A donation-based service to help support Georgia's wildlife

Our wildlife treatment crew is part of our zoological medicine service and provides medical treatment and care for injured wildlife. While we do allow members of the community to bring us hurt wildlife for care, we DO NOT accept uninjured animals. If you come across a baby animal that you feel has simply been abandoned, it is best to leave them where you found them.

Determining whether an animal needs your help depends on age, species and behavior. Babies of some species are left alone all day and rely on camouflage for protection, while others are tightly supervised by their parent(s).

The following are scenerios that would indicate that the animal is injured and does need your help:

  • It is brought to you by a cat or dog
  • There is evidence of bleeding
  • There is an apparent or obvious broken limb
  • It is featherless or nearly featherless and on the ground
  • It is shivering or has been crying and wandering all day long

Frequently Asked Questions

What is the best way to handle injured animals?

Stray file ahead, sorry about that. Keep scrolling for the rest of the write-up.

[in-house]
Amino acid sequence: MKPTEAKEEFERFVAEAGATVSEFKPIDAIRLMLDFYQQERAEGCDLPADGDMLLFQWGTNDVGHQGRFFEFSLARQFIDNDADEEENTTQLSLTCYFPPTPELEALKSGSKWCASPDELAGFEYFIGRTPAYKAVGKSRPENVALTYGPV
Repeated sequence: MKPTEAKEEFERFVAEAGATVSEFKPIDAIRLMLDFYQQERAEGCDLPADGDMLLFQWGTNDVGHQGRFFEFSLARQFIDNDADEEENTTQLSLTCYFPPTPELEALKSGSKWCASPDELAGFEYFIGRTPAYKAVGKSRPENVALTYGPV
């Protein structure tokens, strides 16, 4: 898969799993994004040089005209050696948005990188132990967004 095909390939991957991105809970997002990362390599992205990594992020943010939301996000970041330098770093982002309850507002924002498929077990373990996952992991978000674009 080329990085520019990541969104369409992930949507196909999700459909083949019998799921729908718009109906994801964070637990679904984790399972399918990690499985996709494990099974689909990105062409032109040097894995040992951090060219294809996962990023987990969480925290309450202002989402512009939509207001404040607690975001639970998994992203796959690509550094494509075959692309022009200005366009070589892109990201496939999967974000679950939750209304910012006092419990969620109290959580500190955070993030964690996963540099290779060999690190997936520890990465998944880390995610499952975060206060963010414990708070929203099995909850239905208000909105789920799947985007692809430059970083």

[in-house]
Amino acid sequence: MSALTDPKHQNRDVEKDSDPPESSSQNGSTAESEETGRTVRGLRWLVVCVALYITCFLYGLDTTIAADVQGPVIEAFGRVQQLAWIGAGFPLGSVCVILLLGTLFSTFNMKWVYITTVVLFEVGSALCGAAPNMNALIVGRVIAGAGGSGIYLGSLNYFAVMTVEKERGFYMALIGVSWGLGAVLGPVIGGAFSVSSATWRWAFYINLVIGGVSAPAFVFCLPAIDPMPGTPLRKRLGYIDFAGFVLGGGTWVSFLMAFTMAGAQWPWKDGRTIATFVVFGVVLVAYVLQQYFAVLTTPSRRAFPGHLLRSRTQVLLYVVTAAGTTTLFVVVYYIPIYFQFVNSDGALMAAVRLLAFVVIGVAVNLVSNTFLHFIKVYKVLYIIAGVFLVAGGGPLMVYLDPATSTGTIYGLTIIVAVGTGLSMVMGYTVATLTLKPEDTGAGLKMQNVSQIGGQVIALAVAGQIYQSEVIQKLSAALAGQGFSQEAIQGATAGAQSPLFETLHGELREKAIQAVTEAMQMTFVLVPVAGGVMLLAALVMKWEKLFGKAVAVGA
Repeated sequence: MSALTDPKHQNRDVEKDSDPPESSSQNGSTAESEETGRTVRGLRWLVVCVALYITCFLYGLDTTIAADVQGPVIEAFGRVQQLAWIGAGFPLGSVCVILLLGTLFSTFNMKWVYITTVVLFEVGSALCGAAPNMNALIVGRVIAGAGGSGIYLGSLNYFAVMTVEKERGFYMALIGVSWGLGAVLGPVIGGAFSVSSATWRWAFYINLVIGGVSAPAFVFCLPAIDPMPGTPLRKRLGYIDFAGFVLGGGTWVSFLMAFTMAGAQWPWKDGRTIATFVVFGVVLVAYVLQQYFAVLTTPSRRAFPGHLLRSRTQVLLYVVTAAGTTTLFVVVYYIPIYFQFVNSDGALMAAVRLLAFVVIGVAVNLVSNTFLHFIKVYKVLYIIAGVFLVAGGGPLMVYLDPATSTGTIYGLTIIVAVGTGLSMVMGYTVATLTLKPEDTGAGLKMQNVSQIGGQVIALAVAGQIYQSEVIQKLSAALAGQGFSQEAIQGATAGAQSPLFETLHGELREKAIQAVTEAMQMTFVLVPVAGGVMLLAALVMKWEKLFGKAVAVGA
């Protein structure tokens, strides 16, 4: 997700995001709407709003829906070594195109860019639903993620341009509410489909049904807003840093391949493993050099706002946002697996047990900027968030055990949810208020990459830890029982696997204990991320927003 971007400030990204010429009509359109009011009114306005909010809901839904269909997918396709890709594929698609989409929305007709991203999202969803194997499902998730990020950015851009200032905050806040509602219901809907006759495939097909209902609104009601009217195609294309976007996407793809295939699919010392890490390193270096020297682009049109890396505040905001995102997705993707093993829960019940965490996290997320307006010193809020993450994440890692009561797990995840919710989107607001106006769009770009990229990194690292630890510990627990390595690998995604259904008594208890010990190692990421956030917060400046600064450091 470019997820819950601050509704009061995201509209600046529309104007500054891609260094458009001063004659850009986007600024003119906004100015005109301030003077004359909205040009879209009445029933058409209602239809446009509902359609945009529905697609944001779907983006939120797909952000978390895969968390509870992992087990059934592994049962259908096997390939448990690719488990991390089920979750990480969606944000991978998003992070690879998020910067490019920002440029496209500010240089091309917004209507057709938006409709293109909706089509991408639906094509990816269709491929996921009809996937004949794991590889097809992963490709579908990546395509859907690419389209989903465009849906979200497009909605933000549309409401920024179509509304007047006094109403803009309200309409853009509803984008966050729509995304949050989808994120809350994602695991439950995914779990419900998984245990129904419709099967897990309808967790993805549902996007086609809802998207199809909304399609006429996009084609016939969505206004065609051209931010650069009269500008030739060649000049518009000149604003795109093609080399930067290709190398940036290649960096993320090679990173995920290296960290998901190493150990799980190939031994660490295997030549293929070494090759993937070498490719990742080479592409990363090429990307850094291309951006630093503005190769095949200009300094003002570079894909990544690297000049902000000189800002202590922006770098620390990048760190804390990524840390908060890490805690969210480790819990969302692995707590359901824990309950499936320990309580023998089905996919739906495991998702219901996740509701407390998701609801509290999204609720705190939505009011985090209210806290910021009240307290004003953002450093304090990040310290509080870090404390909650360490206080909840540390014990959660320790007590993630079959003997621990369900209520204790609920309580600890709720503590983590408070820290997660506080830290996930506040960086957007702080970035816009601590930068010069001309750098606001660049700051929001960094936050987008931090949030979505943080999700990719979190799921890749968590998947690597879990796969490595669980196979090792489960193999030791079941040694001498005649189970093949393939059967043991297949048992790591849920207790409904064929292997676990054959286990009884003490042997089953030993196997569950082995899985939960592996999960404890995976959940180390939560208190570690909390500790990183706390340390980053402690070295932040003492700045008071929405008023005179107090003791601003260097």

If you find an injured animal, it is best to wear gloves and cover it with a towel before picking it up. Transport it by placing it in a covered, ventilated cardboard box. Be sure to call (706) 542-3221 before bringing any animal to the hospital.

What animals do we treat?

We accept a variety of injured wildlife, EXCEPT venomous reptiles or animals which may be infected with rabies and are likely to bite people — raccoons, foxes, coyotes or skunks — or deer or other large animals. The center cannot accept uninjured or orphaned animals. However, the Department of Natural Resources keeps a list of wildlife rehabilitators that may be able help in those situations.

Who pays for the medical care?

Our ability to care for wildlife relies largely on the generosity of animal lovers like you who care enough to rescue wild animals. We encourage good Samaritans who bring us wildlife to please leave a donation to the Emergency Wildlife Fund, which provides funding to help offset the cost of treating these patients.

Latest News

CVM announces new director for Athens Veterinary Diagnostic Laboratory

The College of Veterinary Medicine is pleased to announce the hire of Dr. Binu Velayudhan as the director of the Athens Veterinary Diagnostic Lab (AVDL), effective January 1, 2021. Dr. Velayudhan currently serves as the assistant director of laboratories at the North Carolina Veterinary Diagnostic Laboratories in Raleigh, NC. Prior […]

More News

We’re UGA Vet Med, and our

passion powers our commitment.